The Capitol riots resulted in the rare occasion when local political committees agree. Marshall Keene, local Republican committee chairman, and Jim Restel, local Democratic committee chairman, both condemned the riots.

Speaking in his role as chairman, Keene stated via email that he condemns the violence and law-breaking “in the strongest possible terms.”

“All Americans have the freedom to assemble peacefully and legally. What should have been a clear demonstration of support for the President was overshadowed by acts of violence,” he said. “Thank you to the law-abiding citizens who exercised their right to assemble peacefully and God Bless all Law Enforcement.”

Restel also condemned the riot, saying “we feel that there is absolutely no place for violence of this type for a legitimate election” and “there are legal and some more civil ways of doing it - of declaring your feelings.”

The local Republican and Democratic chairs, however, remain at an impasse over the election’s legitimacy as Keene explained some Culpeper Republican Committee members traveled to Washington DC on Jan. 6 “to continue to show support for President Trump and express their disdain for the apparent voter fraud that has infiltrated our election process throughout the country.”

No one from Culpeper has been criminally charged stemming from the riots and several residents say they participated in the “Save America Rally” but not the Capitol breach.

As the riot unfolded on television, mayoral candidate and Councilman Jon Russell made a post to his personal Facebook page stating: “Patriots have breached the barricades at the U.S. Capitol.” While Russell said he was "OK with them going up to the steps of the Capitol - getting a picture or whatever," the post was deleted because he disapproved of the forced entry into the building.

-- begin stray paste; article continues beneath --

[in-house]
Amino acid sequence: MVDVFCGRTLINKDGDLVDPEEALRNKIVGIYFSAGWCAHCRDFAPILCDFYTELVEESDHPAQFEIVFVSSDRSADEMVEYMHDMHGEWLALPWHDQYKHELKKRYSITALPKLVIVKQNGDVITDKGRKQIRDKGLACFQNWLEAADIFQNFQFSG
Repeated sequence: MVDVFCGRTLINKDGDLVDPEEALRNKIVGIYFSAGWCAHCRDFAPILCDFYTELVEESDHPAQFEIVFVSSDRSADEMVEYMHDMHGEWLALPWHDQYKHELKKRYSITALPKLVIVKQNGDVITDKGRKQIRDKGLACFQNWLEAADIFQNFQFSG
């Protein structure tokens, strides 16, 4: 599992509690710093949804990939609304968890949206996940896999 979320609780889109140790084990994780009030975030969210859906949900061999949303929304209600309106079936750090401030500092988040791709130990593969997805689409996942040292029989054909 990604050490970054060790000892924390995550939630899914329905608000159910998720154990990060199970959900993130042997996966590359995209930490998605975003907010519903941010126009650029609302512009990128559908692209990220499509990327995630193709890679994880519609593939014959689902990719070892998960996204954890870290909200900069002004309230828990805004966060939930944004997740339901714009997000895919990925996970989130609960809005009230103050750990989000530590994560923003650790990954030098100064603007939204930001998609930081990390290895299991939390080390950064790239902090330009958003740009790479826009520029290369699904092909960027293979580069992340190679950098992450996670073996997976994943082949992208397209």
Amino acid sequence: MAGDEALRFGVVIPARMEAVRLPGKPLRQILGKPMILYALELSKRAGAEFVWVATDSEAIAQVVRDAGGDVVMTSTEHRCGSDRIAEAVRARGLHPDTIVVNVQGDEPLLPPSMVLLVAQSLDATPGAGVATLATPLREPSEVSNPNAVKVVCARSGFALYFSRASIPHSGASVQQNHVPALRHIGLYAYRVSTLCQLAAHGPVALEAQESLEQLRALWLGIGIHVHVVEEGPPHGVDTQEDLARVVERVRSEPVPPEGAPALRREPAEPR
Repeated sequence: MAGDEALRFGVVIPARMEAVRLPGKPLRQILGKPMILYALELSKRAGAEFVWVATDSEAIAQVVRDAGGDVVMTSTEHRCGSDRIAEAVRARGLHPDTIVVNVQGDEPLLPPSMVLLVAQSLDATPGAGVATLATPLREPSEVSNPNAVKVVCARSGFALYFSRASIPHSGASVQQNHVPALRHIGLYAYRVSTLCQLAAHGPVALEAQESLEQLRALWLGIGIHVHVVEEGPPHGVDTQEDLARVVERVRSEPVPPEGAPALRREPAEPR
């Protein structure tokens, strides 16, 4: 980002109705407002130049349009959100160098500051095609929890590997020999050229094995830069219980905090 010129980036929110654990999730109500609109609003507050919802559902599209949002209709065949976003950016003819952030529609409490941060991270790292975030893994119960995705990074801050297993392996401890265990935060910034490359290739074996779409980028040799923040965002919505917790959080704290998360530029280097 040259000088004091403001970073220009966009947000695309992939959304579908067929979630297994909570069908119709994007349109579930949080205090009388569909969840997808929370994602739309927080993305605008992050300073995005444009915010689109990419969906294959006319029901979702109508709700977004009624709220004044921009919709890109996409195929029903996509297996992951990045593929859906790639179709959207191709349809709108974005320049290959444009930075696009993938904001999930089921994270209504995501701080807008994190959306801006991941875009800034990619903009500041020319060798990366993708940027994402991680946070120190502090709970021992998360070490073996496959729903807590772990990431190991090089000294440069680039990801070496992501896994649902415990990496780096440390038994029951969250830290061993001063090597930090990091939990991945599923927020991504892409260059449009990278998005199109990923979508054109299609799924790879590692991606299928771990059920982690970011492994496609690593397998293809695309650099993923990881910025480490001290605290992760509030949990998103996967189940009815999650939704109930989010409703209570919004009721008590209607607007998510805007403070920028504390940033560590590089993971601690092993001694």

Russell explained he was “watching in real-time” and “had no anticipation that they were going to go inside the building and wreak havoc like that.”

“That’s not something I would promote or encourage,” he said. “I thought they would just run up the stairs and do the Rocky thing at the top of the stairs. I didn’t envision where that was going.”

While he deleted the post to avoid misinterpretation, he said someone took a screenshot and sent it to local “liberal activists.”

“Because I announced for mayor, they wanted to throw me off message,” he said.

In retrospect, Russell said “I think everyone who showed up for the rally are most definitely patriots” but “the problem is when they went into breaking in the building and started bashing windows and pushing on police. At that point it became illegal, it became problematic. And that wasn’t the intent of the rally itself.”

Several residents supported Russell during a Town Council meeting, sharing general sentiments that it would be inappropriate to punish him for supporting Trump.

While Democratic committee members have spoken out against Russell’s post, Restel said the committee is not calling for his resignation but the organization condemns the post.

Regarding Russell’s explanation, Restel said that “from a layman’s point of view, breaching the barricades means you have gone over a barricade that you’re not supposed to go beyond” and “if Jon Russell wants to differentiate...that’s up to Jon Russell.”

“You can break out Merriam's-Webster [dictionary]...a barricade is a barricade - you have breached it. Trying to come up with another phraseology - ‘well, you know, that really wasn’t what I meant’ or ‘there’s other types of barricades and then there’s inside, outside’ - those are differentiations,” Restel said.

A news release approved by the entire town council - including Russell - and Mayor Michael Olinger states that “we want to make it clear that we do not condone the actions displayed at the Capitol.”